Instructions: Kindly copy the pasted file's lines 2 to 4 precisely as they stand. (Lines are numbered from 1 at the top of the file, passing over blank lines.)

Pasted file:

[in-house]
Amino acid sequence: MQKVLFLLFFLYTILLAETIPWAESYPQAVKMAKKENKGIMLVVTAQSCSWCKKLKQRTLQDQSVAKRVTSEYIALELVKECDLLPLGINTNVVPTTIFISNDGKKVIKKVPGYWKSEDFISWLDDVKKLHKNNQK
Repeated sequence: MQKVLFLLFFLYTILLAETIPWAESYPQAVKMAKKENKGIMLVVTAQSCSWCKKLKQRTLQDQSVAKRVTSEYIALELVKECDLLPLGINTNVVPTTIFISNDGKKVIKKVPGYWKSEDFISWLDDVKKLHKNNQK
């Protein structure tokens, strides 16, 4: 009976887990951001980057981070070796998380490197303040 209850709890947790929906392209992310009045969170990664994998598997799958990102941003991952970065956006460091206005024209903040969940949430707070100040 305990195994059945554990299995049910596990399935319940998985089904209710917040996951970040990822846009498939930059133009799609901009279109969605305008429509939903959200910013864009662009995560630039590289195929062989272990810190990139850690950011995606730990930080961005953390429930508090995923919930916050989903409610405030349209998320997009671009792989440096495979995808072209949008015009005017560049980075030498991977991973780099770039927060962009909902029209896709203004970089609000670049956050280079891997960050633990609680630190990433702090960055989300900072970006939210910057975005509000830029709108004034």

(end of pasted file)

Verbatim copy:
Amino acid sequence: MQKVLFLLFFLYTILLAETIPWAESYPQAVKMAKKENKGIMLVVTAQSCSWCKKLKQRTLQDQSVAKRVTSEYIALELVKECDLLPLGINTNVVPTTIFISNDGKKVIKKVPGYWKSEDFISWLDDVKKLHKNNQK
Repeated sequence: MQKVLFLLFFLYTILLAETIPWAESYPQAVKMAKKENKGIMLVVTAQSCSWCKKLKQRTLQDQSVAKRVTSEYIALELVKECDLLPLGINTNVVPTTIFISNDGKKVIKKVPGYWKSEDFISWLDDVKKLHKNNQK
């Protein structure tokens, strides 16, 4: 009976887990951001980057981070070796998380490197303040 209850709890947790929906392209992310009045969170990664994998598997799958990102941003991952970065956006460091206005024209903040969940949430707070100040 305990195994059945554990299995049910596990399935319940998985089904209710917040996951970040990822846009498939930059133009799609901009279109969605305008429509939903959200910013864009662009995560630039590289195929062989272990810190990139850690950011995606730990930080961005953390429930508090995923919930916050989903409610405030349209998320997009671009792989440096495979995808072209949008015009005017560049980075030498991977991973780099770039927060962009909902029209896709203004970089609000670049956050280079891997960050633990609680630190990433702090960055989300900072970006939210910057975005509000830029709108004034």